Wednesday, June 25, 2014

Anytime Movies (Transplanted) Wrap-Up

While I have a few reviews "in the works," It's as good a time as any to re-boot (actually transplant from the old movie blog) a feature I started years ago, when it was suggested I do a "Top Ten" List. 

I don't like those: they're rather arbitrary; they pit films against each other, and there's always one or two that should be on the list that aren't because something better shoved it down the trash-bin. 

So, I came up with this: "Anytime" Movies. 

Anytime Movies are the movies I can watch anytime, anywhere. If I see a second of it, I can identify it. If it shows up on television, my attention is focused on it until the conclusion. Sometimes it’s the direction, sometimes it’s the writing, sometimes it’s the acting, sometimes it’s just the idea behind it, but these are the movies I can watch again and again (and again!) and never tire of them. There are ten (kinda). They're not in any particular order, but the #1 movie IS the #1 movie.

Making a list of this sort always has a way of bringing up more issues than it solves.

It's amazing what movies aren’t on the list. It’s amazing to me, and I made the list!
Dr. Strangelove isn’t here because 2001 is. A lot of defacto “classics” aren’t here. Where’s Casablanca? (Love it!) Where’s Star Wars? (Love that!) Where’s The Godfather? (Love…and respect...that!).  

THX-1138 was a big influence. Not here. Where’s Gone with the Wind? (Easy. I hate Gone with the Wind, though I’ve seen it five times) There’s no Hitchcock (That’s interesting). No Spielberg (ditto). The Wizard of Oz? (Not here...not in Kansas, either!) No superhero movies (Not so surprising, really). No foreign films. Hmmm. Seven Samurai and Yojimbo (natch!)—but more importantly, my favorite Kurosawa (so far), Ikiru—and The Leopard, Black Narcissus, and Nights of Cabiria would have made the list, but my history with them is short, and I didn’t feel I could write about them well, so, no…unless you count Once Upon a Time in the West and it’s so influenced by American westerns, I don’t really consider it a foreign film.

I think
The Wild Bunch and Silverado I consider perfect screenplays. But they're not here. There’s a lot of John Ford films I love dearly along with many directed by Howard Hawks. Those gentlemen get a delegate apiece. It’s a Wonderful Life—but not as wonderful as Mr. Smith Goes to Washington. And then there are the missing persons: Where’s Bogart? Cagney? Patton, Lawrence of Arabia, Willy Wonka.  Hey, no musicals, though I think Singin’ in the Rain is a near-perfect film. And Goldfinger? Yeah, yeah, I know. It’s a peccadillo, but it's also my list. Go make your own.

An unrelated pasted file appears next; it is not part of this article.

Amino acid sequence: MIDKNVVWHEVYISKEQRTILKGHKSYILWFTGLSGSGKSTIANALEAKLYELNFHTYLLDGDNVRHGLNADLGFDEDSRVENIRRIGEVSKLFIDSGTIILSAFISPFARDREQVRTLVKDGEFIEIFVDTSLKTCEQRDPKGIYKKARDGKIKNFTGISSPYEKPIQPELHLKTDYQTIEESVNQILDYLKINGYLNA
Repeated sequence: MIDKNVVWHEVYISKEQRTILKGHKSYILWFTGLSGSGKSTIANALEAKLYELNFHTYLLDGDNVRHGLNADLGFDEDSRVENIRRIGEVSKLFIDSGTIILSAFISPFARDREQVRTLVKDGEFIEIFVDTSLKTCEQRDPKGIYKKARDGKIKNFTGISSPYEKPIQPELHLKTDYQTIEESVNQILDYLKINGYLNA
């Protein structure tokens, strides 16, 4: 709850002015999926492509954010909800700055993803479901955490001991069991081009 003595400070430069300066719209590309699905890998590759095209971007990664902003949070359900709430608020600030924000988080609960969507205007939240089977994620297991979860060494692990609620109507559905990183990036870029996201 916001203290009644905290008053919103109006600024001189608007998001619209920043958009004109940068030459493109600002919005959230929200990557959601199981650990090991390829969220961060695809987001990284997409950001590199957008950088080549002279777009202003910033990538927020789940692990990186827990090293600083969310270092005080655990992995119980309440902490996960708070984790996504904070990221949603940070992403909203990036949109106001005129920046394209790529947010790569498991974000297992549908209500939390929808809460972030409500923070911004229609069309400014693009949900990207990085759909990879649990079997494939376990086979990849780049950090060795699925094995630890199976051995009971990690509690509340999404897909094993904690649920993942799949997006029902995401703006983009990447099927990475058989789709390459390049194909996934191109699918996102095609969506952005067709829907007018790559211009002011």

There were some interesting coincidences, Two films set in Monument Valley. Two with
Jean Arthur (and Thomas Mitchell). Three (four, actually) about “lost causes.” All different genres. Different decades.

The other thing is I called them “Anytime Movies”—not the typical “desert island discs,” (or, more appropriately for what they are, "OCD Movies"). On that subject, I think I’d want a desert island movie like a Time/Warner handyman film on “How to Build a Boat” or “25 Interesting Recipes You can Make Using Sand,” or that “Gilligan’s Island” episode where
the Professor makes a radio out of a cocoanut.

And none of these movies contain my favorite moment(s) in film. That one is pretty obscure.

It’s the last fourteen minutes or so of Francois Truffaut’s Farenheit 451. The combination of Ray Bradbury’s ideas (a literal translation of RB is usually problematic), Truffaut’s screenplay and direction and Bernard Herrmann’s yearning music make the most sublime moments of film I’ve ever loved. It’s the “Book People” sequence, where Montag, the Fireman who has rebelled against the repressive textless society and escaped never again to burn books (well, except for one) makes his way out of the city to a fragile wooded area (by a lake) and finds a village of people who have committed to memory one beloved book. As fall turns to winter, these people walk and recite their treasures. One little vignette has a little boy being taught a book by a man, dying, and in a fade, it is the boy who recites by himself, and there is a moment…a moment…when he can’t remember. If that kid loses the book…it’s gone. 

That moment has always chilled me right down to the bone far more than any horror movie could, because it shows the fragility of an idea…as fragile as a life. Maybe it’s the sense that those books will go on, life after life. Maybe its because these people have taken on one sacred thing to devote their life to, like monks of literature. Maybe because it’s an island of sanity in a world of madness. Maybe because it’s the perfect melding of picture and sound. But the cumulative effect makes me want to check in with the sequence every couple of months. To make it easy for me, here it is:

Now, once again, for the last time, here are my “Anytime Movies.”

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